A large study (the COSMOS study) published results in 2022, concluding that multivitamins didn’t significantly reduce cardiovascular disease or cancer. The study generated headlines stating that multivitamins show no benefit. However, this study was relatively short, used a low-quality multivitamin, and reported more evidence is needed.
Are we expecting multivitamins to prevent chronic disease anyway? That might be a lot to ask, but it doesn’t mean there aren’t health benefits.
Here are some potential benefits of using a quality multivitamin:
- Improved micronutrient (vitamins and minerals) status. Likely, the primary reason to use a multivitamin is to increase nutrient levels. Research suggests those who regularly take multivitamins have a decreased risk for nutrient deficiencies. Multivitamins help fill nutrient gaps in the diet, which may be particularly beneficial for children, the elderly, post-bariatric surgery, low-income populations, and those with a micronutrient-poor or limited diet.
- Brain support. A multivitamin contains many nutrients, such as B vitamins, which are important for brain health. Several studies evaluate multivitamin users and brain functions, suggesting consistent use of a multivitamin improves memory, cognition, and executive function and slows cognitive decline. These studies focus on older adults.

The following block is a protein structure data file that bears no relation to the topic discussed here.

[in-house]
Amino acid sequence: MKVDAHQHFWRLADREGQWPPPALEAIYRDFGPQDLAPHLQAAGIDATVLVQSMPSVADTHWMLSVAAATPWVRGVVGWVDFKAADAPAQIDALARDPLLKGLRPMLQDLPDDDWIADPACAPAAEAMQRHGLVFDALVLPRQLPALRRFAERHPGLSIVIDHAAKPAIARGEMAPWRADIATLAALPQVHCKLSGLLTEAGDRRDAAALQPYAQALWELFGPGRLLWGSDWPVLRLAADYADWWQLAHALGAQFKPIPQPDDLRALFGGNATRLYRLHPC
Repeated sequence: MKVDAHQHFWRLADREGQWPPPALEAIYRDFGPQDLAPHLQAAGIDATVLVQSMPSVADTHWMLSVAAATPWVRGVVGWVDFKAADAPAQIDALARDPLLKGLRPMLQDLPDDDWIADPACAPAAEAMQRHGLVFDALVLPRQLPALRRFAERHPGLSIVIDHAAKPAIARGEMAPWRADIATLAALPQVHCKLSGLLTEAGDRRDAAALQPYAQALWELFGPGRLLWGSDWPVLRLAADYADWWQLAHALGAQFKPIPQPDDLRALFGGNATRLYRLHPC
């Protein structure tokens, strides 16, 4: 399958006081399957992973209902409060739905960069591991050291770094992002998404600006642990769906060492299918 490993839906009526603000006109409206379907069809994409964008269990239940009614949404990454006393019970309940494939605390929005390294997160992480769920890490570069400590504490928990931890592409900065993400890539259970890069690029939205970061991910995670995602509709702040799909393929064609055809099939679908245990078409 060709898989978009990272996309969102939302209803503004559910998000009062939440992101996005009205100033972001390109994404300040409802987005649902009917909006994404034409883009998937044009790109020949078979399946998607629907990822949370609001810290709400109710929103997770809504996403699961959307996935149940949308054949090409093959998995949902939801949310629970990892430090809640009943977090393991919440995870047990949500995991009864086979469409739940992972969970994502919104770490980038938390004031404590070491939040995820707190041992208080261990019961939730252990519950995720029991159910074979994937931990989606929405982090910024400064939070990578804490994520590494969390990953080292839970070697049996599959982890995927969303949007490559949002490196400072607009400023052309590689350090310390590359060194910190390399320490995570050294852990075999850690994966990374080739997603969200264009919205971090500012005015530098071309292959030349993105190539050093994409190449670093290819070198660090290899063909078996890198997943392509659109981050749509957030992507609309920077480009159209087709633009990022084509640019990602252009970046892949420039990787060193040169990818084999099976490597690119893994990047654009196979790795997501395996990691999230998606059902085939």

- Immune support. Multivitamins contain essential immune nutrients like vitamins C and zinc. One study found multivitamin use improved vitamin C and zinc status in older adults in 12 weeks, which may benefit immune function.
- Fertility and pregnancy support. It’s well-established that a prenatal multivitamin containing folate used before and during pregnancy helps prevent neural tube defects and congenital disabilities. Other essential prenatal nutrients, including vitamin B12, choline, vitamin K, and vitamin A, improve female and male fertility, pregnancy outcomes, and infant health.
- Physical performance. Athletes and physically active people require micronutrients for mitochondrial function (turning calories into energy), muscle growth, exercise recovery, joint health, and more. A multivitamin helps meet daily requirements, especially when there are gaps in the diet or increased nutrient needs.
- Longevity. Various nutrients support health and longevity by reducing oxidative stress and chronic inflammation while optimizing metabolic function. One study found multivitamin use associated with longer telomere length (5% longer) in women. Telomeres are the end caps of DNA, and longer telomeres correlate with lower biological age and longer lifespan.